Anatomy of Waiting 101

By Tobias Bessone on September, 10 2015

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Tobias Bessone

Deputy CEO Wavetec
Is a renowned industry professional in the customer experience solutions industry. He has an obsessive passion for customer facing technologies that help corporations improve their service areas & customer experiences. He consults to some of the world’s largest brands on their customer experience strategy and journey; his focus areas are New Product Development and Customer Journey Design.

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Every day, millions of customers wait in line, from driving to work to checking out at a retail store. The true reality about waiting for lines- pervasive and unavoidable! Given the dynamism of business and competition today, awaiting customer is potentially a lost customer.

Customer wait time is primarily affected by the poor design of the waiting for line system. A waiting line system, which is also referred to as a queuing system is made up of customers and the service system. Understanding the pitfalls of poor customer satisfaction which results from long queues is essential for any customer experience professional.

Waiting line theory which is popularly known as queuing theory is a step-by-step mathematical study of waiting lines. This broad theory is substantial enough to cover customer wait problems in almost any business scenario.

Economics of the waiting line

In every waiting line situation, there is always an opportunity cost involved. The manager has to make several decisions that revolve around adding the extra cost of providing more fast service (additional checkouts, more tellers) against the inherent cost of waiting.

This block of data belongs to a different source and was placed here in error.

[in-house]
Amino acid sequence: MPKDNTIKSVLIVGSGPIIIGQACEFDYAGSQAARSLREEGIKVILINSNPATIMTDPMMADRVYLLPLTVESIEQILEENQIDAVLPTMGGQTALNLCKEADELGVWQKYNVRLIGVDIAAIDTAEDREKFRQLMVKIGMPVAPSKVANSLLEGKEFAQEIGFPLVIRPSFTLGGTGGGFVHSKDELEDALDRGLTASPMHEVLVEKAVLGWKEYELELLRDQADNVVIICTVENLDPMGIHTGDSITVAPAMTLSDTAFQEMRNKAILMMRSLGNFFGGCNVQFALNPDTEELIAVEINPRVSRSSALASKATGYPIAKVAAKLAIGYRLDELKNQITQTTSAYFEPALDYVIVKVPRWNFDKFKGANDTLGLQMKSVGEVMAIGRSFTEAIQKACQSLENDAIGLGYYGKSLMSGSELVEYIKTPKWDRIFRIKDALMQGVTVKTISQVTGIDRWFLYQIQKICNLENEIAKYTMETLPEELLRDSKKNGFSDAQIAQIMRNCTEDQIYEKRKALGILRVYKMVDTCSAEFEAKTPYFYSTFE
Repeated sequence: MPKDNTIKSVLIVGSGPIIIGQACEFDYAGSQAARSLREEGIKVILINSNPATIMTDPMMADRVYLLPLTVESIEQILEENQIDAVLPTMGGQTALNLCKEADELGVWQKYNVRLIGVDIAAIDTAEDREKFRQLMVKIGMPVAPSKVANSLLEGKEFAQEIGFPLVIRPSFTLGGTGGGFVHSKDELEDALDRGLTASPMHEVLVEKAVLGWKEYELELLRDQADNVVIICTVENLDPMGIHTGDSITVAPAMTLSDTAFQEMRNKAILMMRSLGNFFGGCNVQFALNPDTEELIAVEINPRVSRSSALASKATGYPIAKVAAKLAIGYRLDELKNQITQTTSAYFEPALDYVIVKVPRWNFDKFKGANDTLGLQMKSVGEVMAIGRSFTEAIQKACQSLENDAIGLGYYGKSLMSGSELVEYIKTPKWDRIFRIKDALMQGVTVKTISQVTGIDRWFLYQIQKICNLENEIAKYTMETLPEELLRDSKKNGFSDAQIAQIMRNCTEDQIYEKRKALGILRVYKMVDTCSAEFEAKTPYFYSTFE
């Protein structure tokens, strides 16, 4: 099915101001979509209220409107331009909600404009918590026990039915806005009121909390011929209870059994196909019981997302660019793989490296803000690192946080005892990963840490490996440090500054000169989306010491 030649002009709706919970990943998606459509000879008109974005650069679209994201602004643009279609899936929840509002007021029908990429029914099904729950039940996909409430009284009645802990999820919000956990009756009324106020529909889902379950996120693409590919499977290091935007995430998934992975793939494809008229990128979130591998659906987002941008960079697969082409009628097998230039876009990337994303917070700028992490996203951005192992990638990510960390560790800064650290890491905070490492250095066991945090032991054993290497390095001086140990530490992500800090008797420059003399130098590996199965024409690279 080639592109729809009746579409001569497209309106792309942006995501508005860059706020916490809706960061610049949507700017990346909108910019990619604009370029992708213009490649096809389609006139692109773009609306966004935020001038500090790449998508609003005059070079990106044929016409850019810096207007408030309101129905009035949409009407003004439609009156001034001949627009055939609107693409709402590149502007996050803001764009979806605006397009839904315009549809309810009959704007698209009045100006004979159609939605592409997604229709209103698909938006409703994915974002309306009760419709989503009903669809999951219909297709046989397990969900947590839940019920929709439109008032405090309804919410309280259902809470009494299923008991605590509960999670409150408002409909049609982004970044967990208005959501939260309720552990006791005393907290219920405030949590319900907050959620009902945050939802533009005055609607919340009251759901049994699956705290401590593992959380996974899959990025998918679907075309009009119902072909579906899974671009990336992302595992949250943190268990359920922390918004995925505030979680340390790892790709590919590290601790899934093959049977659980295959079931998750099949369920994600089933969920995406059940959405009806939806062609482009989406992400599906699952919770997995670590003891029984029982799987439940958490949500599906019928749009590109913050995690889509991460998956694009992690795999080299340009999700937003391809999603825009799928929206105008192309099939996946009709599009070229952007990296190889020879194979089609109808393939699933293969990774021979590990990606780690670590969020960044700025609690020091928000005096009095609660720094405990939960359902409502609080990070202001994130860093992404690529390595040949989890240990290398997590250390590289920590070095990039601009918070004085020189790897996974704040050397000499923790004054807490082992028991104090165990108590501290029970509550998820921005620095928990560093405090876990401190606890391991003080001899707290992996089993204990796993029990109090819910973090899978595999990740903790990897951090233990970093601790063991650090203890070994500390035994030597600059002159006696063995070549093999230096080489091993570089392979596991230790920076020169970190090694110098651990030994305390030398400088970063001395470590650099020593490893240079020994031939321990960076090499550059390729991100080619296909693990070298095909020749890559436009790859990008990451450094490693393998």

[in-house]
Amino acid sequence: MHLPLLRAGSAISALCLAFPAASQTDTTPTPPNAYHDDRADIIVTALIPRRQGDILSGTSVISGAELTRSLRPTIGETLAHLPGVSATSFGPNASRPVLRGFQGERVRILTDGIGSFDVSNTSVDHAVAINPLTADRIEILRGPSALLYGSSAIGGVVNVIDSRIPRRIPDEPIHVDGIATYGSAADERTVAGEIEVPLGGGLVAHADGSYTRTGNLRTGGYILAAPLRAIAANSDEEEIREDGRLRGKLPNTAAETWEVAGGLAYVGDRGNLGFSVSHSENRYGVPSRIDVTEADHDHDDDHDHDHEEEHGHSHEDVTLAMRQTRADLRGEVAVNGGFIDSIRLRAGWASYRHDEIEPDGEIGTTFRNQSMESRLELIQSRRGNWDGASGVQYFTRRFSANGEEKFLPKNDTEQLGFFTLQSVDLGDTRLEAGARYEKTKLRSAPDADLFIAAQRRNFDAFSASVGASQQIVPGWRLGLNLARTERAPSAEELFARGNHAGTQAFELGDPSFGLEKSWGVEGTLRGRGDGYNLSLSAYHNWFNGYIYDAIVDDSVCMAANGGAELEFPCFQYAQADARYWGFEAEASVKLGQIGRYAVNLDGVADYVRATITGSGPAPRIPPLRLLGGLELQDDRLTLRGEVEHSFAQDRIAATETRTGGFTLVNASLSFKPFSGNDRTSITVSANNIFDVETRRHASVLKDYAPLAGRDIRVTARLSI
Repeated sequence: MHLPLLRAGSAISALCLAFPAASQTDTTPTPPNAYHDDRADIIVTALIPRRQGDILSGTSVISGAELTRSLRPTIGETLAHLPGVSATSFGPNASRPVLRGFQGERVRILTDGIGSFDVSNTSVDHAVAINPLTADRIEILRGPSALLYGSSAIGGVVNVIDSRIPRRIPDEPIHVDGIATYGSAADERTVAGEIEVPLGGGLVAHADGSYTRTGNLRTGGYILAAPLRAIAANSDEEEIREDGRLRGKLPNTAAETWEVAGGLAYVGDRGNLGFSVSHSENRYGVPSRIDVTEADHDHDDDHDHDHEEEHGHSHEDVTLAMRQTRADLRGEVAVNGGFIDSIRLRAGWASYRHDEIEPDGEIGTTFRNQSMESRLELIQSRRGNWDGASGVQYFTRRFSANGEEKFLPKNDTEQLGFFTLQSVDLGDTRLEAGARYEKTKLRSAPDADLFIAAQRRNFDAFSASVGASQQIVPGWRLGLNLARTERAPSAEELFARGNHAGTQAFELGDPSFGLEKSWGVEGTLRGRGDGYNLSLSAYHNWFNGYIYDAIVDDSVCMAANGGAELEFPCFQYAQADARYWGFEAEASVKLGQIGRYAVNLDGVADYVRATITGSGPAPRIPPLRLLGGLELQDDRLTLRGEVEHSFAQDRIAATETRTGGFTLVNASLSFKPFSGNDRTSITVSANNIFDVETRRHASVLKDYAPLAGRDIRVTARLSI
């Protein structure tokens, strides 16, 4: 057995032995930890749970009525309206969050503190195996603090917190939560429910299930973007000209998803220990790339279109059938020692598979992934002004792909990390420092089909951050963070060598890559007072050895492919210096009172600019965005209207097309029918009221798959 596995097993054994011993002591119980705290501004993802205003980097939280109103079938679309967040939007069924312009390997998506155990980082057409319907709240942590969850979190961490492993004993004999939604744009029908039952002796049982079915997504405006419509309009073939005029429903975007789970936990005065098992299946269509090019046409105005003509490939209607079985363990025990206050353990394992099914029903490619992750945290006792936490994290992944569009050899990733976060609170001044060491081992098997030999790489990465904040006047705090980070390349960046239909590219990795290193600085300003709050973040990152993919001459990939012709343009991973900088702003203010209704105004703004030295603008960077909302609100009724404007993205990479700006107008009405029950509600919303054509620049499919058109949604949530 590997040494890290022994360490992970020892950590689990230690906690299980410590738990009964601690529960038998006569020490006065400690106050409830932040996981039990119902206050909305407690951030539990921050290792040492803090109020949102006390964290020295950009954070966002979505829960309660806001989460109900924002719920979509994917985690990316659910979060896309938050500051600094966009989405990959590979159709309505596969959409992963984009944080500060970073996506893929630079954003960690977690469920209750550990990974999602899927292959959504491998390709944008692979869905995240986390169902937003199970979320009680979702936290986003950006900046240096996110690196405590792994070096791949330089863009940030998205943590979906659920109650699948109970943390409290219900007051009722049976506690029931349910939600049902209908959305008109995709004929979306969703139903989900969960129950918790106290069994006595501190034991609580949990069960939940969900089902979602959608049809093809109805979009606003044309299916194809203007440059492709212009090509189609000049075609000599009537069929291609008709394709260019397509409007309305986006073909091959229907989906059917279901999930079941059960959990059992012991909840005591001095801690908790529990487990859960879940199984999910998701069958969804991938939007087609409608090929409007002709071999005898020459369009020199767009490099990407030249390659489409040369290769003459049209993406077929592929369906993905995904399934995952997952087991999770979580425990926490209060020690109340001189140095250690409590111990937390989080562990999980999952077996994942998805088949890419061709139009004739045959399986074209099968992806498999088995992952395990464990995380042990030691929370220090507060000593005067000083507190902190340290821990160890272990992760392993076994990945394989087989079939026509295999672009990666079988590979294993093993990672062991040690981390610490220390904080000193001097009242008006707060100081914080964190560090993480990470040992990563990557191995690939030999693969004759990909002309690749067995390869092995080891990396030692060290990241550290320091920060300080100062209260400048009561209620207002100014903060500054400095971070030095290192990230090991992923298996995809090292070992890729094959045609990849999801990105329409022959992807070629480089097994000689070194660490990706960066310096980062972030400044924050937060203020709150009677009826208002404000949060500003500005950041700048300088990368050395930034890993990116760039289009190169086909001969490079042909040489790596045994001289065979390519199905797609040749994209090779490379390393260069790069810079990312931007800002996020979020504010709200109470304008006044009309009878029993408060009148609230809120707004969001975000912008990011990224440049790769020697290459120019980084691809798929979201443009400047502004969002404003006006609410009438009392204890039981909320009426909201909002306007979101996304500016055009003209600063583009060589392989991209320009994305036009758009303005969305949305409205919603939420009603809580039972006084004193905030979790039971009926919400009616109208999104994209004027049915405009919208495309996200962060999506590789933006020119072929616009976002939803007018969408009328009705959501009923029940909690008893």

Primarily all waiting line economic decisions are based on the following four elements:

1. Inputs – customers arriving to be served
2. Waiting Line – where the customers wait after arriving but before being served
3. Workstations – served the customers in the waiting line
4. Priority Rule – the method by which customers are chosen to be served

Basic Waiting Line Structures

Waiting line structures vary from business to business. Broadly waiting lines are characterized into:

1. Single-Channel, Single-Phase
2. Single-Channel, Multiple-Phase
3. Multiple-Channel, Single-Phase
4. Multiple-Channel, Multiple-Phase

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The two queue structures which are mostly used and adopted in various service environments are Single-Channel Multiple-Phase and Multiple-Channel Multiple-Phase.

However single channel multiple phases move three times faster than having one line per counter. Statistically stated, at least one of the counters could have a random event such as a price check that would slow the line. Whereas a single-channel line moves faster because potential stoppers will only hold up a single counter allowing others to remain open.

Managers- Pause and Reflect

The following are some useful suggestions for helping service specialists to better manage queues.

  • Benchmark: Always determine and set a benchmark for an acceptable waiting time for your customers.
  • Go Digital: Use digital aid and Try to divert your customer’s attention while they wait.
  • Information: Always inform your customers beforehand of what to expect.
  • Segmentation: Breaking down your customers on basis of priority will always speed up the process.
  • Training: Invest in building a customer-oriented and focused sales team.
  • Technology: Invest in technological innovations such as queuing systems which will help you measure your queue and operational performance.
  • Go Mobile: Invest in mobile technologies so customers are aware of waiting times before they arrive.

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